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Cruciferous What?

October 18, 2011 By:
Linda Morel | JE Feature
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Several years ago, I went to a holistic doctor, who advised me to eat 3/4 of a cup of cruciferous vegetables daily.  
 
"Cruciferous what?" I asked. I'd never heard of this powerhouse classification of produce, which is loosely lumped into the cabbage family. It includes brussels sprouts, broccoli, broccoli rabe, cauliflower, kale, turnips, collard greens, bok choy, arugula, watercress, radish, horseradish and cabbage, along with two dozen assorted seeds and leaves.
 
"For multiple reasons, cruciferous vegetables are good for your health," the doctor explained.
 
This genre of vegetables contains phytochemicals, vitamins, minerals and fiber, all offering health benefits. The fiber, in particular, gives the body a boost. A review of research published in the October 1996 issue of the Journal of the American Dietetic Association showed a link between cruciferous vegetables and protection against cancer.
 
Medicinal considerations aside, I love the variety of assertive flavors exuded in the cruciferous family. While tinkering, I've created a new crop of recipes.
 
Although I've found eating 3/4 of a cup of such vegetables a day to be nearly impossible, I have upped my consumption considerably, much to my husband's chagrin. Behind my back, he once slid his portion of Brussels sprouts into a vase of flowers, causing the stems to keel over. However, the feisty little cabbages survived.
 
When I hide cruciferous vegetables among other ingredients, my husband doesn't balk. He recently requested cabbage soup, although he insisted it was for the short ribs. He merely tolerated the cabbage. But that's OK -- cabbage is healthy.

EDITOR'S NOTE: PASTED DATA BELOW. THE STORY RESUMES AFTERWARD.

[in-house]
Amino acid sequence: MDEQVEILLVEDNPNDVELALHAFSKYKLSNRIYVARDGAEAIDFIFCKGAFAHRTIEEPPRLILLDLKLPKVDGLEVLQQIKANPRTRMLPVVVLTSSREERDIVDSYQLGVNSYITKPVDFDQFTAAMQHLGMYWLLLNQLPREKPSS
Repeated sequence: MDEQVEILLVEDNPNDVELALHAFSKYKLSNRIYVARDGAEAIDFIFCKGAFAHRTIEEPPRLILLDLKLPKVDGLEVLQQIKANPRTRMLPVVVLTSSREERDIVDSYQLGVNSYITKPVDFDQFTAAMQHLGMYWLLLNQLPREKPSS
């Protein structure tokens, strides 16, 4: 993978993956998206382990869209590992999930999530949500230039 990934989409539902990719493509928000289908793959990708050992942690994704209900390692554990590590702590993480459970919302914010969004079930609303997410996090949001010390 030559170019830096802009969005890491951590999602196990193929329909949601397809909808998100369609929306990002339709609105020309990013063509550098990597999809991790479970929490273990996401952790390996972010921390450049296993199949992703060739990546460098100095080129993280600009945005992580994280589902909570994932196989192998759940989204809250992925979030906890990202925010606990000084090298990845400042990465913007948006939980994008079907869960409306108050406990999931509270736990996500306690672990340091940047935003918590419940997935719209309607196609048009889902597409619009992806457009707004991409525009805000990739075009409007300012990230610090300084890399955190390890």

Asian-Style Baby Bok Choy
(Pareve)
 
4 baby bok choys 
1 piece (2-inch) of ginger root 
1 bunch scallions 
4 Tbsps. toasted sesame oil 
3 garlic cloves, minced 
1 Tbsp. soy sauce 
1/4 tsp. balsamic vinegar
 
Rinse bok choy under cold water. Shake out excess water and pat dry with paper towels.
Cut off a little of the bottom ends, so that leaves can be easily separated, but most of the white part remains. Pull off leaves and reserve.
Cut off and discard skin from ginger root. With a sharp knife, chop fine.
Cut off and discard scallions' roots and green stems. Chop white part of scallions. Reserve.
In a large skillet, warm sesame oil on a medium-low flame. Saute garlic and ginger, stirring until fragrant about 1 to 2 minutes.
Add the bok choy and stir occasionally for about 5 minutes, until leaves wilt and white ends soften a bit.
Add the scallions, soy sauce and balsamic vinegar, and mix to combine. Stir for about 2 minutes. Serve immediately.
 
Serves 4 to 6.
 
Radish Salad
(Pareve)
 
1 large bunch of radishes 
2 Tbsps. olive oil 
1 Tbsp. red wine vinegar 
kosher salt to taste 
2 Tbsps. dill, chopped
 
Cut leaves off radishes and discard. Snip off the ends. Rinse under cold water and pat dry on paper towels. Slice radishes paper thin and place on a large plate or small platter.
Drizzle with olive oil and vinegar. Sprinkle with salt and dill. Serve immediately.
Serves 4 as a small side salad.
 
Cabbage Soup With Short Ribs
(Meat)
 
1 small green cabbage (2-21/2 lbs.) 
3 lbs. short ribs 
kosher salt to taste 
freshly ground pepper to taste 
2 Tbsps. vegetable oil